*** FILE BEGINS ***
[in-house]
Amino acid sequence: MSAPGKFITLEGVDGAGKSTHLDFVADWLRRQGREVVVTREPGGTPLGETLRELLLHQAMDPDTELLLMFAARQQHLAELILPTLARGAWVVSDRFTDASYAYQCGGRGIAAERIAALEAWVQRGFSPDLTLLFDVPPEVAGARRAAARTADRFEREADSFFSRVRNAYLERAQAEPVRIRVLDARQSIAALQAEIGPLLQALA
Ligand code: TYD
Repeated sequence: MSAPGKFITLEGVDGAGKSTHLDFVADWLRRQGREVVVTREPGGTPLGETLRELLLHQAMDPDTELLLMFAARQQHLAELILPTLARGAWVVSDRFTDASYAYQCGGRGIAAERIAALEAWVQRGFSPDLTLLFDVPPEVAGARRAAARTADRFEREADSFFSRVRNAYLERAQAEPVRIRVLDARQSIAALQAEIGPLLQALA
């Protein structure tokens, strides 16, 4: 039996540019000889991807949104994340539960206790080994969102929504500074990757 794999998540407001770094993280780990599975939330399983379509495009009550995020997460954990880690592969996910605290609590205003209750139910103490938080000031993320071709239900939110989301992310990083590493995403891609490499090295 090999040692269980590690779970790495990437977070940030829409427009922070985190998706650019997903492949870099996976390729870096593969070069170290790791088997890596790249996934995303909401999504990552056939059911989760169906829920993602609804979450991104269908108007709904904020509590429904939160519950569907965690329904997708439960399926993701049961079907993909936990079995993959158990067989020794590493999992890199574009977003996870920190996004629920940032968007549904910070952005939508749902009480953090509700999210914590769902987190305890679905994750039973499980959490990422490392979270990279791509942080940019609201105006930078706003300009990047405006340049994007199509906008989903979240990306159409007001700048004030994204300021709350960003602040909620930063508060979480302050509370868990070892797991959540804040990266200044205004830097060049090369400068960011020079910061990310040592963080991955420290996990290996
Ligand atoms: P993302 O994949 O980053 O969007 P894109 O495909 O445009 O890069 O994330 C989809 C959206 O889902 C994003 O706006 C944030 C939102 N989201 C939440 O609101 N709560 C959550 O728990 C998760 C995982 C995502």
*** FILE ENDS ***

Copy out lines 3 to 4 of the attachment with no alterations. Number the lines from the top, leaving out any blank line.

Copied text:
Ligand code: TYD
Repeated sequence: MSAPGKFITLEGVDGAGKSTHLDFVADWLRRQGREVVVTREPGGTPLGETLRELLLHQAMDPDTELLLMFAARQQHLAELILPTLARGAWVVSDRFTDASYAYQCGGRGIAAERIAALEAWVQRGFSPDLTLLFDVPPEVAGARRAAARTADRFEREADSFFSRVRNAYLERAQAEPVRIRVLDARQSIAALQAEIGPLLQALA